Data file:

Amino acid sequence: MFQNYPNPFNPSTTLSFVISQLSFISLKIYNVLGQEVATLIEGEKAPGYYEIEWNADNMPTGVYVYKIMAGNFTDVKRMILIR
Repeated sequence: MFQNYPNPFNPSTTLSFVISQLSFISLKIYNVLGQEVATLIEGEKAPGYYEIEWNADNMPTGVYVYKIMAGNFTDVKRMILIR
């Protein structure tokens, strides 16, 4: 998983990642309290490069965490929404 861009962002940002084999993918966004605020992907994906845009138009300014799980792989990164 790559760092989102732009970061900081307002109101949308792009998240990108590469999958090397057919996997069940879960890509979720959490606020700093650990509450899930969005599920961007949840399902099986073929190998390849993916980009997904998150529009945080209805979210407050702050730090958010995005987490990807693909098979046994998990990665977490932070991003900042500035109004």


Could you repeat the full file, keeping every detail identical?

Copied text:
Amino acid sequence: MFQNYPNPFNPSTTLSFVISQLSFISLKIYNVLGQEVATLIEGEKAPGYYEIEWNADNMPTGVYVYKIMAGNFTDVKRMILIR
Repeated sequence: MFQNYPNPFNPSTTLSFVISQLSFISLKIYNVLGQEVATLIEGEKAPGYYEIEWNADNMPTGVYVYKIMAGNFTDVKRMILIR
């Protein structure tokens, strides 16, 4: 998983990642309290490069965490929404 861009962002940002084999993918966004605020992907994906845009138009300014799980792989990164 790559760092989102732009970061900081307002109101949308792009998240990108590469999958090397057919996997069940879960890509979720959490606020700093650990509450899930969005599920961007949840399902099986073929190998390849993916980009997904998150529009945080209805979210407050702050730090958010995005987490990807693909098979046994998990990665977490932070991003900042500035109004």